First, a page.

As many of you already know, my husband and I are partway through the adoption process. Once complete, we'll be adding 1 or 2 children to our family, as we are open to adopting siblings. I get a lot of questions about the adoption, what the process is like, and how we came to the decision that this was the right fit for our family.
Well, the process involves a lot of paperwork, including a 20-page questionnaire that we each had to complete about ourselves, our family histories, and our motivations to adopt. I've combed through these questionnaires again, almost a year since we originally completed them, and pulled out some of the best answers to share and to express, in our own words, why Falcon and I feel so moved to adopt.
I hope this helps shed a bit more light on our unusual path to completing our family. We feel so incredibly blessed to be able to take these steps and to provide a loving home for a child or children who need one desperately.
I’ve been considering adoption most of my life, actually. I always had a feeling pregnancy wouldn’t work for me and thought it would be so wonderful to give a child a home. Lo and behold, my pregnancy almost killed me—and it’s definitely not something I’d want to attempt again and risk not seeing my little girl grow up. I first raised the issue of adoption in early 2015. My husband wasn’t sure at the time. He still thought we’d be able to have another natural child. For me, I was deciding between either adopting or stopping at one. After lots of research and soul searching, I knew I wanted a sibling for my little girl and that adoption would be the way to make that happen. My husband mulled it over for several months, and then in summer 2015, felt moved to adopt as well. Our next step was to decide between international and domestic. We attended a domestic adoption orientation and ultimately ruled that out. In researching international adoptions, we fell in love with the prospect of adopting a Romani child from Bulgaria—especially given the shared roots between both Native American people (my husband is half) and the Jewish people (our religion).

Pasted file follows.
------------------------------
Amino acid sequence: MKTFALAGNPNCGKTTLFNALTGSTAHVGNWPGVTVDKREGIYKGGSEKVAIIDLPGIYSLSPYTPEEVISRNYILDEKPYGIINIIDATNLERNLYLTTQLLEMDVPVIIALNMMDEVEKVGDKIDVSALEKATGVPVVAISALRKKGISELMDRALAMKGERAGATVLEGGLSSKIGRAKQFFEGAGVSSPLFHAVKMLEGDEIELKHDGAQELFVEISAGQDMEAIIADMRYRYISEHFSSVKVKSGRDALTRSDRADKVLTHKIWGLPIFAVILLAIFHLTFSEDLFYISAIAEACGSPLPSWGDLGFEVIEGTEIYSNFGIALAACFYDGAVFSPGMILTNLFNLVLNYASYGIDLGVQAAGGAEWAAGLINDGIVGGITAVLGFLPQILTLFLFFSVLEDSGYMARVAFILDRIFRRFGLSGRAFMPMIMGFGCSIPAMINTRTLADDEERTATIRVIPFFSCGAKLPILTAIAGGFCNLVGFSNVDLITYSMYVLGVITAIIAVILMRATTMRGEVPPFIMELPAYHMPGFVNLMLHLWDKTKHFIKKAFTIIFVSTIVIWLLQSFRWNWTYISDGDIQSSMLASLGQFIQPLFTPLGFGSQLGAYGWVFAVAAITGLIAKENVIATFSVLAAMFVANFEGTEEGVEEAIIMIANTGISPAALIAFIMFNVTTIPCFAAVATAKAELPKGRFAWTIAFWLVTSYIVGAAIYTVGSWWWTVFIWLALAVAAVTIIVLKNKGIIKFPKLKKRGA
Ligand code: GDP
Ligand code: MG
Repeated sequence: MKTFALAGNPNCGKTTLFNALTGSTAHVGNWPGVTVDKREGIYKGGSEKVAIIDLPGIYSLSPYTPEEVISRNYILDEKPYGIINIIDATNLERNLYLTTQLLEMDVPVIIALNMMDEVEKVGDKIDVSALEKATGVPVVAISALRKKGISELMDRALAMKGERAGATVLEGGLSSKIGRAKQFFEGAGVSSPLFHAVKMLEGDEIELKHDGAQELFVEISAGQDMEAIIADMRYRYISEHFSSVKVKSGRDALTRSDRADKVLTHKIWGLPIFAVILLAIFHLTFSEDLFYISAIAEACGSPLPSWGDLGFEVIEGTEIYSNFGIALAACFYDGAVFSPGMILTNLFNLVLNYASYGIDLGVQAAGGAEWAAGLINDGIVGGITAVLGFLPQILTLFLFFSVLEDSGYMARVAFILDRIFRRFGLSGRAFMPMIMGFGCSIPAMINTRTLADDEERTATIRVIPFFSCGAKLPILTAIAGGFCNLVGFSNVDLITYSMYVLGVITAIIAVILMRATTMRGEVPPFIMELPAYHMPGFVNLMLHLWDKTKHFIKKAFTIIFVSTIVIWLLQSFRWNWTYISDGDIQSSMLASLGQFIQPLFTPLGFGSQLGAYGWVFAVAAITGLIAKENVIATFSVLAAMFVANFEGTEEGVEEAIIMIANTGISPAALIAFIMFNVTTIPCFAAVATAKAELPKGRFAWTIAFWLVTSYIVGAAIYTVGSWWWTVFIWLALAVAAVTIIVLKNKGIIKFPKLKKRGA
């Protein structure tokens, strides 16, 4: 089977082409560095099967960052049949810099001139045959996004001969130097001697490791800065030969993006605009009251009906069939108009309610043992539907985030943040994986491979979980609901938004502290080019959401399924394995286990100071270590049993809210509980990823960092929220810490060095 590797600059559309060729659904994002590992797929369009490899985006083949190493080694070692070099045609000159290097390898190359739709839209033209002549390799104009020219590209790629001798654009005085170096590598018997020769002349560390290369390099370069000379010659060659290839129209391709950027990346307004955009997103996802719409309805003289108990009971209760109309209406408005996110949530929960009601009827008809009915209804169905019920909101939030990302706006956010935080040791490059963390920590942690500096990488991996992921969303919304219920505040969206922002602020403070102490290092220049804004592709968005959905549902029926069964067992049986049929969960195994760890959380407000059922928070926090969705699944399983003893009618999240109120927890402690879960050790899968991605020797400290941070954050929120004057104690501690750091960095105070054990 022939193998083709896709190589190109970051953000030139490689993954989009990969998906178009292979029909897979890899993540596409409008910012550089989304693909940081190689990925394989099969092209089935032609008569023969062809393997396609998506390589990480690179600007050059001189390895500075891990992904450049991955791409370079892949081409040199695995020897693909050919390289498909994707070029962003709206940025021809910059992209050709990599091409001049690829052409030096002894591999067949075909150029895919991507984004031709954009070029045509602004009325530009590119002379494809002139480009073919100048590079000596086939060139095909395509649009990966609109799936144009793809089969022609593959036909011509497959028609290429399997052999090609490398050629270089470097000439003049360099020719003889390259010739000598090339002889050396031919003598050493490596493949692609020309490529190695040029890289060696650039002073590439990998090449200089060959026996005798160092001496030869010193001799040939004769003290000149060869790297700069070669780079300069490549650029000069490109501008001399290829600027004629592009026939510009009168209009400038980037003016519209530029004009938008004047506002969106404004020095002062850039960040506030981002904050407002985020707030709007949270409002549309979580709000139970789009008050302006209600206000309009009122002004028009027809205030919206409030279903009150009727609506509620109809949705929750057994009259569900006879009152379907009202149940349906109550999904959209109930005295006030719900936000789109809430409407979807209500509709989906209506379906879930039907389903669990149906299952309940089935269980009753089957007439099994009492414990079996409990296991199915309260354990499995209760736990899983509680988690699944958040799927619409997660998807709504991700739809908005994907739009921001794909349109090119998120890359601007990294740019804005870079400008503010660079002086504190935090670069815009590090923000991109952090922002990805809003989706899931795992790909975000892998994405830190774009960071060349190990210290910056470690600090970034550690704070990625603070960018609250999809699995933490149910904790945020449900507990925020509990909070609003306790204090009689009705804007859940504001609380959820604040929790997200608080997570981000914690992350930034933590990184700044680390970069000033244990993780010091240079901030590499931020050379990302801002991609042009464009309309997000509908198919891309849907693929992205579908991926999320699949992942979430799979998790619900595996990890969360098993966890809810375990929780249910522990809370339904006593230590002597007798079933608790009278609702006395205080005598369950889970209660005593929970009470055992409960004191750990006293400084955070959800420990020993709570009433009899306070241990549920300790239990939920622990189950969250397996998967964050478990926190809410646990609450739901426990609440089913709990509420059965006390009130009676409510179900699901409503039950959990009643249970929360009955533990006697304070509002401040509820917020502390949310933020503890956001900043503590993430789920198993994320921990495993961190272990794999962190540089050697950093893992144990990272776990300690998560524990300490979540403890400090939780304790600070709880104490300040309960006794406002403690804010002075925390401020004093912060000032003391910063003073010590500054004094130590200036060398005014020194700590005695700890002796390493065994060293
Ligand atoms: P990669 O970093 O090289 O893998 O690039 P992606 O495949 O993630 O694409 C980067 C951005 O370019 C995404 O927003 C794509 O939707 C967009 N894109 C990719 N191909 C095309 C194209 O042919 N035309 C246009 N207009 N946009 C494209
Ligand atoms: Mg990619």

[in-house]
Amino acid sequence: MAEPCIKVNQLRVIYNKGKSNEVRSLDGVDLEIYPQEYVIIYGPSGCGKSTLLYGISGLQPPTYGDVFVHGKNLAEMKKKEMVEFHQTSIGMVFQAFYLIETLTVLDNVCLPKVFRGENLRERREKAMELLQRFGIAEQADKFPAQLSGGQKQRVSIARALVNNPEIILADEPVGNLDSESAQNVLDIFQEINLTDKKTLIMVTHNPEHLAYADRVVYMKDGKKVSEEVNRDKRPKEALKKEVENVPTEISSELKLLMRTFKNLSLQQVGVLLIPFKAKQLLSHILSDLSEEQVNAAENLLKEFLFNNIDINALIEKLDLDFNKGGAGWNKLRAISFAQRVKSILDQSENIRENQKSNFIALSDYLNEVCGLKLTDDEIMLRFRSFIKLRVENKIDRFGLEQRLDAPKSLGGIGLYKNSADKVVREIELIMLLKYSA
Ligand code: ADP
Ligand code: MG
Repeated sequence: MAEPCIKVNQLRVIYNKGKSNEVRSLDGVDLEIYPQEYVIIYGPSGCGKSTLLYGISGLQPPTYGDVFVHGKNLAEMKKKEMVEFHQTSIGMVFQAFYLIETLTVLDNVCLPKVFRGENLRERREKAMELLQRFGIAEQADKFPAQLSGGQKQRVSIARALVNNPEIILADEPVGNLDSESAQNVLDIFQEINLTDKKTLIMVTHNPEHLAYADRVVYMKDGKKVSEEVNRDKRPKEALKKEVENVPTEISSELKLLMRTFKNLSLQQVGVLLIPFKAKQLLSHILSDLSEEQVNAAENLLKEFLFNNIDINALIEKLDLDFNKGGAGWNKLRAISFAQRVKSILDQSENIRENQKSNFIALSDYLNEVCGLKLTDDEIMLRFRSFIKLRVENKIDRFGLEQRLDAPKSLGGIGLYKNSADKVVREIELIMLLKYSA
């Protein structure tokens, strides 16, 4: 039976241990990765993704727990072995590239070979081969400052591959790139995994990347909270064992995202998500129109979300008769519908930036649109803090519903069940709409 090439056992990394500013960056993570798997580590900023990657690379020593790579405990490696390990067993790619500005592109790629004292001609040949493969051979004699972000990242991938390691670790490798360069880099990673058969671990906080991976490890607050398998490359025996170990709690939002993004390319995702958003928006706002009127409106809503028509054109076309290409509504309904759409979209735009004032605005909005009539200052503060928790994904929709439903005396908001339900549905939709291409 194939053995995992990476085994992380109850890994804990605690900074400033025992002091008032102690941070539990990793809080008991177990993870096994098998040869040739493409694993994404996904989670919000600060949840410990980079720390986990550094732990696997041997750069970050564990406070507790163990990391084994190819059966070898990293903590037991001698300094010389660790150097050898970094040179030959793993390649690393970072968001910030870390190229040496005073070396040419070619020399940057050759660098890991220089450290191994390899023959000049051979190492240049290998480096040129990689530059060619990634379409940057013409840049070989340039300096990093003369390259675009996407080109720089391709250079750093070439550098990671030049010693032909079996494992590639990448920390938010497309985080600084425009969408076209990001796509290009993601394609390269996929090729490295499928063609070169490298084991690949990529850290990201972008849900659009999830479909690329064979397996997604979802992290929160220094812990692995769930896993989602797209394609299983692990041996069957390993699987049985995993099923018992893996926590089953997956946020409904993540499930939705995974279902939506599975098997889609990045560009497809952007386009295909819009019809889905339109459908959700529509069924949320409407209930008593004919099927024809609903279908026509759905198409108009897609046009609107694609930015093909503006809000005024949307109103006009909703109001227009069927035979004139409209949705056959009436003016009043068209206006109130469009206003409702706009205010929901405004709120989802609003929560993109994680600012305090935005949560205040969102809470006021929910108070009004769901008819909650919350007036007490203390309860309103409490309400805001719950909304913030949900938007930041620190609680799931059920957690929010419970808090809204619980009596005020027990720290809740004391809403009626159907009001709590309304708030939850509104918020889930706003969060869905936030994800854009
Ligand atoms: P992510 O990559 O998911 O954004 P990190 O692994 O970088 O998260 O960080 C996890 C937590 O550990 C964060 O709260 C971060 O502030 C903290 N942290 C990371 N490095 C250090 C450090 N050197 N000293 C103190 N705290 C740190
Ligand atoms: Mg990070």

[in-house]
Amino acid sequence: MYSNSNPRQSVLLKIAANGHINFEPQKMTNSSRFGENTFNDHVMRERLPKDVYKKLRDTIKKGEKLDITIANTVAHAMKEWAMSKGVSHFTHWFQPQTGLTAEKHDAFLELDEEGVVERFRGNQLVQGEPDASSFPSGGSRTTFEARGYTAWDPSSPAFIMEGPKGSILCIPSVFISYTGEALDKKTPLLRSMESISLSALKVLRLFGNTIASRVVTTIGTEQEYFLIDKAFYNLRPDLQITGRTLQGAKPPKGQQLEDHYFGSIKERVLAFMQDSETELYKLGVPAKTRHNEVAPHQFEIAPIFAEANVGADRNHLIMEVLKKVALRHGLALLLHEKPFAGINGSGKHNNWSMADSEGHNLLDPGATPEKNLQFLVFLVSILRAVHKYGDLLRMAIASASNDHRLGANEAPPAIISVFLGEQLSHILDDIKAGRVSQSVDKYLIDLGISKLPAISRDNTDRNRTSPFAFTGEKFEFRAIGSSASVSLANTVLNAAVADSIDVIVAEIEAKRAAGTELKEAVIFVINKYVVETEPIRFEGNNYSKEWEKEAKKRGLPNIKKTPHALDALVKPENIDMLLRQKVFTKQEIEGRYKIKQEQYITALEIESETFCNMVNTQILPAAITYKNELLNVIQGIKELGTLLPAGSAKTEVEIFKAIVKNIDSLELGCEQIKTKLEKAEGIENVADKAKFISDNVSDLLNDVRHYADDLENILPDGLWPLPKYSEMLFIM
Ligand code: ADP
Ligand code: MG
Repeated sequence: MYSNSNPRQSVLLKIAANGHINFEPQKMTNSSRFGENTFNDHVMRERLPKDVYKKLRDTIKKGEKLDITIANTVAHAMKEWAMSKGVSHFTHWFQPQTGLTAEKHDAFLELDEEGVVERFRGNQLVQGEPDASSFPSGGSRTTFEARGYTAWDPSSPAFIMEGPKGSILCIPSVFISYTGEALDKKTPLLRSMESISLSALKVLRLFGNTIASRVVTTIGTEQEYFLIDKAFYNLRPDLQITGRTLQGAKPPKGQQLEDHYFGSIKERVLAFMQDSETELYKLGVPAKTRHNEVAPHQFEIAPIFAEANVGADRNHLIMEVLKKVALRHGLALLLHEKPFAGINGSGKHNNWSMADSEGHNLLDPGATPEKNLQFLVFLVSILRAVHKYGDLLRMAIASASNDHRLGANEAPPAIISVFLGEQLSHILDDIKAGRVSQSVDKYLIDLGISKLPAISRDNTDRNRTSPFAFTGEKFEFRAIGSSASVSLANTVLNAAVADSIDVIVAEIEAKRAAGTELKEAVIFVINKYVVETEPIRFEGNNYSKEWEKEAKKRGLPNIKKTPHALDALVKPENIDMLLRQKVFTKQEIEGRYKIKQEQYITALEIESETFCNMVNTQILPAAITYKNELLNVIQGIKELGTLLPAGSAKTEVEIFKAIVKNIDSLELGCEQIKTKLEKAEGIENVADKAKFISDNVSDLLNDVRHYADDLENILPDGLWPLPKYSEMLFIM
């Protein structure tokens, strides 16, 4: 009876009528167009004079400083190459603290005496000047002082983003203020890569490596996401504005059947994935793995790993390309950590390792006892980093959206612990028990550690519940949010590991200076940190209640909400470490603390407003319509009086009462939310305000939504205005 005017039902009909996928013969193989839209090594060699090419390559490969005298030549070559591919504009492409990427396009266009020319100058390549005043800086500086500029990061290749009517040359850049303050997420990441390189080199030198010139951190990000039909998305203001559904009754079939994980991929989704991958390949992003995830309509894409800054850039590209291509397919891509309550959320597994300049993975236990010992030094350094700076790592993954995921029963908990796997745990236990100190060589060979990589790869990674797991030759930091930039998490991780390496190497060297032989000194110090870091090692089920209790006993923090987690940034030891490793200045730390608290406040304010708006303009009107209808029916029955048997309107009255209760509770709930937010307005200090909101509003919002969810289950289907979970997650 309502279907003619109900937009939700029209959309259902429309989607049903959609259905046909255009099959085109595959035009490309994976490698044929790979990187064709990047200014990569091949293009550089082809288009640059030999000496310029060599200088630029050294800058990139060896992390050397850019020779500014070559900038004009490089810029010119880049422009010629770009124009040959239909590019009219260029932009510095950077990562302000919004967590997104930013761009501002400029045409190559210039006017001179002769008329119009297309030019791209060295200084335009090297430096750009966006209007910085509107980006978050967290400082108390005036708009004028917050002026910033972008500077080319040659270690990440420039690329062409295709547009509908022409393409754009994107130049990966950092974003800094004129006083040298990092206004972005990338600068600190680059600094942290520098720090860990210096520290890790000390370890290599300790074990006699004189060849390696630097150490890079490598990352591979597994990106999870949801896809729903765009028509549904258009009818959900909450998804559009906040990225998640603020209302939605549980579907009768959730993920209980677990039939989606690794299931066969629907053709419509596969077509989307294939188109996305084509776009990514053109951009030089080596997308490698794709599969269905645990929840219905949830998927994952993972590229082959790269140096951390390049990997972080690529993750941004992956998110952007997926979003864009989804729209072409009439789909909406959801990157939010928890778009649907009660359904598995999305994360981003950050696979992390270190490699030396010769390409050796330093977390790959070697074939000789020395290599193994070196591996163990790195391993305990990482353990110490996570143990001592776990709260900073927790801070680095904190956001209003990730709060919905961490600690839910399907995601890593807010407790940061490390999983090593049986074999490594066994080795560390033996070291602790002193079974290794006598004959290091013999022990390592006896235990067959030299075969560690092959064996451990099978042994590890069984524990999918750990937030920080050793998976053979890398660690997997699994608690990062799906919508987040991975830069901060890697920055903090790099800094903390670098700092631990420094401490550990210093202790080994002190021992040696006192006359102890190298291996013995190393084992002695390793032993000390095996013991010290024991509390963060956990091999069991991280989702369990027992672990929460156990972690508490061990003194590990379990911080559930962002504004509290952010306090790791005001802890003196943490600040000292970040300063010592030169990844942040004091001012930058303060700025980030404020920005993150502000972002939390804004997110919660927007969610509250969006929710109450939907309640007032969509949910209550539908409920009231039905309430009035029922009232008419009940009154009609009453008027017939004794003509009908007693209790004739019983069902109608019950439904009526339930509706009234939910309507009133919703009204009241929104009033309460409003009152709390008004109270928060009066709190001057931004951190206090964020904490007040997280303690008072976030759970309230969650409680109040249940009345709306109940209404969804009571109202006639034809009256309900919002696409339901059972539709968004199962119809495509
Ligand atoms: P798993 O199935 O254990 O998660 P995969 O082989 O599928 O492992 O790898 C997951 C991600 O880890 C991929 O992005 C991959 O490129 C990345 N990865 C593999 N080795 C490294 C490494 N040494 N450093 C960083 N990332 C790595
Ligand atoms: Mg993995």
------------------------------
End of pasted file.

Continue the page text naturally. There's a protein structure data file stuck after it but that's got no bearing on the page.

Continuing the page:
We’re ready to grow our family, to complete it. Our first two-plus years as parents have been wonderful. I personally never knew I would enjoy being a mom as much as I do, but I honestly wouldn’t trade it for the world. We’re out of the infant phase with our daughter and ready to give her a sibling, ready to raise another child up alongside her, and watch as the two hopefully become lifelong friends and supporters of one another.
I think the main way to help our adopted child feel good is to treat her exactly the same and with the same amount of affection and encouragement as our biological daughter. As we learn about our adopted daughter’s birth culture, we’ll make it a family affair. We’ll make sure she always knows how wanted she is and how much she belongs here as part of the family we all share.